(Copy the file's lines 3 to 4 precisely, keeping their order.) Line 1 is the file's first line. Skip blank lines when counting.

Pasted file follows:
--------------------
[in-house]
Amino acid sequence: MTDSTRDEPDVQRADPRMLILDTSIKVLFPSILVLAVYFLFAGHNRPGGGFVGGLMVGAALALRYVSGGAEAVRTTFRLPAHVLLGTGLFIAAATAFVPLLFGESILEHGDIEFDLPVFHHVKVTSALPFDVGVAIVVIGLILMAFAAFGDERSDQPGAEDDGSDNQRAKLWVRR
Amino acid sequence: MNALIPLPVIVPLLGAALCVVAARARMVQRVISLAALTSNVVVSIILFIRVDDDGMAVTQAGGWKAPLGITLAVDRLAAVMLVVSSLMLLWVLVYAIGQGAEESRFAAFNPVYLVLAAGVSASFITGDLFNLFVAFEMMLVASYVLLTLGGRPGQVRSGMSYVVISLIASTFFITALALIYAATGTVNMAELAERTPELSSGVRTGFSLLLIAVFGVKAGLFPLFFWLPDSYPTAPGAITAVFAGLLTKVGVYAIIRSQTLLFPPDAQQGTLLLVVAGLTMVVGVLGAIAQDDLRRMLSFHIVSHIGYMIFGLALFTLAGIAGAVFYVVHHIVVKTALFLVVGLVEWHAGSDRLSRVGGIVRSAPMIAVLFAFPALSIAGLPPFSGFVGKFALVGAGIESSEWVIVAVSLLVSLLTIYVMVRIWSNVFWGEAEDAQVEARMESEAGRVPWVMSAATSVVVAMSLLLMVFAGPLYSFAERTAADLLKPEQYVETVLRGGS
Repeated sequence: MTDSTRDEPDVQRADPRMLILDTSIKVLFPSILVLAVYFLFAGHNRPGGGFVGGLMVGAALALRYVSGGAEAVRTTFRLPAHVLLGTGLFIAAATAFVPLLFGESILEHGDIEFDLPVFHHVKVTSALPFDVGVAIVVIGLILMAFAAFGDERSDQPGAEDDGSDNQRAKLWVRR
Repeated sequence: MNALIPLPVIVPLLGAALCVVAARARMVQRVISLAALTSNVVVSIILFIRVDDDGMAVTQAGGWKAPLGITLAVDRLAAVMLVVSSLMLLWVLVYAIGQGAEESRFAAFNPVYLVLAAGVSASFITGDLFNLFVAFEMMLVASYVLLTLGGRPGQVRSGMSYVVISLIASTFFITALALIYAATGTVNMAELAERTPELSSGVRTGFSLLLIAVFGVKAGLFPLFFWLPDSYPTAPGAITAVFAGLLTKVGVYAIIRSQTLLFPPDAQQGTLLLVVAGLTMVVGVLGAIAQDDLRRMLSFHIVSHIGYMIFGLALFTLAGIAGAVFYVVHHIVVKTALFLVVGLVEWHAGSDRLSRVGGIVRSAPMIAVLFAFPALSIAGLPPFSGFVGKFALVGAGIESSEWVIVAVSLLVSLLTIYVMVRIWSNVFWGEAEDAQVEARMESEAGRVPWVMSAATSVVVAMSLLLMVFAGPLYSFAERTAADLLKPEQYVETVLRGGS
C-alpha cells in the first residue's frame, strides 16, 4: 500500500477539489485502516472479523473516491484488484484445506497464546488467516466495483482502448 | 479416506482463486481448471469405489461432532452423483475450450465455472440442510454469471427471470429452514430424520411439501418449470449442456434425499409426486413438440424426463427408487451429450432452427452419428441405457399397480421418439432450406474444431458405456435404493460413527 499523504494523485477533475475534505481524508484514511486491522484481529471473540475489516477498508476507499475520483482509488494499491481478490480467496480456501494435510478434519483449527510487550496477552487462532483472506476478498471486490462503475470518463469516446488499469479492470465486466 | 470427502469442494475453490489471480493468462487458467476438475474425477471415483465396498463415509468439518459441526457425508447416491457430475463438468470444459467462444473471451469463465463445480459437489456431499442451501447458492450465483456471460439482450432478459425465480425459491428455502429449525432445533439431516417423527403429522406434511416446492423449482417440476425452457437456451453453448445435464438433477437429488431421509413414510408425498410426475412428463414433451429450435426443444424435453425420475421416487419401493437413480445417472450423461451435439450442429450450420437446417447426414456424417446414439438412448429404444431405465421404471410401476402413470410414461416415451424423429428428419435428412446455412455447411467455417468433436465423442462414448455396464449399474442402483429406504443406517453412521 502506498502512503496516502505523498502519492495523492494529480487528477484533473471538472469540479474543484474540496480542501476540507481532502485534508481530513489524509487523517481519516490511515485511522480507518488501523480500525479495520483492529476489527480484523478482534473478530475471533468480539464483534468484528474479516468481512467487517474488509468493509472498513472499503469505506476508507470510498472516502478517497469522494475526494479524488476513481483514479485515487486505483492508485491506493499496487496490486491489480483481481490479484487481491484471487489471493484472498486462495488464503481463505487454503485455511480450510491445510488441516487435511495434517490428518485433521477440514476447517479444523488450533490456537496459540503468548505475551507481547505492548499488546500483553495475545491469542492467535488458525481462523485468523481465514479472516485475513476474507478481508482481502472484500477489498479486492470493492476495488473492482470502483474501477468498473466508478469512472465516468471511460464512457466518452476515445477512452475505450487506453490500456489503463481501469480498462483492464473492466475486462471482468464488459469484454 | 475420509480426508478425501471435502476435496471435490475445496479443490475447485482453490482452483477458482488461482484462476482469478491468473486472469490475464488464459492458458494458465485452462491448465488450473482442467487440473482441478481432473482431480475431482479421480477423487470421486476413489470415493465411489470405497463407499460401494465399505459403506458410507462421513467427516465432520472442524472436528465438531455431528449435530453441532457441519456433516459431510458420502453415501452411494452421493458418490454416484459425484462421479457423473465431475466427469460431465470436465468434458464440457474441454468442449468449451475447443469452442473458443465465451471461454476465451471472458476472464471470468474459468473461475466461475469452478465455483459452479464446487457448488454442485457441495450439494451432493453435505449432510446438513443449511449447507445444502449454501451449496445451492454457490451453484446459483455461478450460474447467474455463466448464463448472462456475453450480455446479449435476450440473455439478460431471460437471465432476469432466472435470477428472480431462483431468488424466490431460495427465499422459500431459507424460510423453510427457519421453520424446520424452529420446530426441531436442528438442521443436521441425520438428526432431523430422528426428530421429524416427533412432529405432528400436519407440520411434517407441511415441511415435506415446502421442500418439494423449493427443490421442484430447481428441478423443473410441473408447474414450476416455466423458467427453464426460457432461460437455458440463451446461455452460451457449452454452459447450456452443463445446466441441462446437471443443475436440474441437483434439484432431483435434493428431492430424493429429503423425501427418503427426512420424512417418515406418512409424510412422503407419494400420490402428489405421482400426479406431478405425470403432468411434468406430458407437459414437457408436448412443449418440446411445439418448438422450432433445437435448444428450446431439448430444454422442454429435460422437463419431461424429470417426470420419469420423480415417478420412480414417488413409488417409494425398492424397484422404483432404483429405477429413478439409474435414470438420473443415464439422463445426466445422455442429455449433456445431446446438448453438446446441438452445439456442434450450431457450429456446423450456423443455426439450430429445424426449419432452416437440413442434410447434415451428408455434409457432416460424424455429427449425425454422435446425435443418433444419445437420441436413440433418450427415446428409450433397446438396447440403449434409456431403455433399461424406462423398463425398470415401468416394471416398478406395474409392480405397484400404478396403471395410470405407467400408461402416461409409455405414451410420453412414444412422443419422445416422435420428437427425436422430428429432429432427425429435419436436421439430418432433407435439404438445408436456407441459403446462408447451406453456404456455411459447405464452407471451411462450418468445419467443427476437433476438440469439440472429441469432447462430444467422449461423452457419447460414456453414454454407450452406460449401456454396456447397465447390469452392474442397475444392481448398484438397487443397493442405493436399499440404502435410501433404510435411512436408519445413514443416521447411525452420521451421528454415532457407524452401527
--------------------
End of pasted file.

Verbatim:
Amino acid sequence: MNALIPLPVIVPLLGAALCVVAARARMVQRVISLAALTSNVVVSIILFIRVDDDGMAVTQAGGWKAPLGITLAVDRLAAVMLVVSSLMLLWVLVYAIGQGAEESRFAAFNPVYLVLAAGVSASFITGDLFNLFVAFEMMLVASYVLLTLGGRPGQVRSGMSYVVISLIASTFFITALALIYAATGTVNMAELAERTPELSSGVRTGFSLLLIAVFGVKAGLFPLFFWLPDSYPTAPGAITAVFAGLLTKVGVYAIIRSQTLLFPPDAQQGTLLLVVAGLTMVVGVLGAIAQDDLRRMLSFHIVSHIGYMIFGLALFTLAGIAGAVFYVVHHIVVKTALFLVVGLVEWHAGSDRLSRVGGIVRSAPMIAVLFAFPALSIAGLPPFSGFVGKFALVGAGIESSEWVIVAVSLLVSLLTIYVMVRIWSNVFWGEAEDAQVEARMESEAGRVPWVMSAATSVVVAMSLLLMVFAGPLYSFAERTAADLLKPEQYVETVLRGGS
Repeated sequence: MTDSTRDEPDVQRADPRMLILDTSIKVLFPSILVLAVYFLFAGHNRPGGGFVGGLMVGAALALRYVSGGAEAVRTTFRLPAHVLLGTGLFIAAATAFVPLLFGESILEHGDIEFDLPVFHHVKVTSALPFDVGVAIVVIGLILMAFAAFGDERSDQPGAEDDGSDNQRAKLWVRR